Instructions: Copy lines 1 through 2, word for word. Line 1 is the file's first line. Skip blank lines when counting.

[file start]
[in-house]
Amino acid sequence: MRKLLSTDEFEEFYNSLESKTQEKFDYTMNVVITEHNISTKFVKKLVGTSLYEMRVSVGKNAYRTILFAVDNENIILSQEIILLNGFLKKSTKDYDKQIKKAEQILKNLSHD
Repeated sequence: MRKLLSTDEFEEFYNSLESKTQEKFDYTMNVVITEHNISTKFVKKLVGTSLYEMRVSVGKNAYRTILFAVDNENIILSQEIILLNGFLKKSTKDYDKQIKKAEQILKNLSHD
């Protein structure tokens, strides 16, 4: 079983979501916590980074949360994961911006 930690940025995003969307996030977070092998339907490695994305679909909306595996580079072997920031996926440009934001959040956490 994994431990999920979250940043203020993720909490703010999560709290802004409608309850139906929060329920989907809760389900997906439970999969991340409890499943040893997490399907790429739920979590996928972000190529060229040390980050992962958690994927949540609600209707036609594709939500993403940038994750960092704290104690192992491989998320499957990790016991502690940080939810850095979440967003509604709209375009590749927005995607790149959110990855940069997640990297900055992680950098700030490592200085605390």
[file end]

[in-house]
Amino acid sequence: MRKLLSTDEFEEFYNSLESKTQEKFDYTMNVVITEHNISTKFVKKLVGTSLYEMRVSVGKNAYRTILFAVDNENIILSQEIILLNGFLKKSTKDYDKQIKKAEQILKNLSHD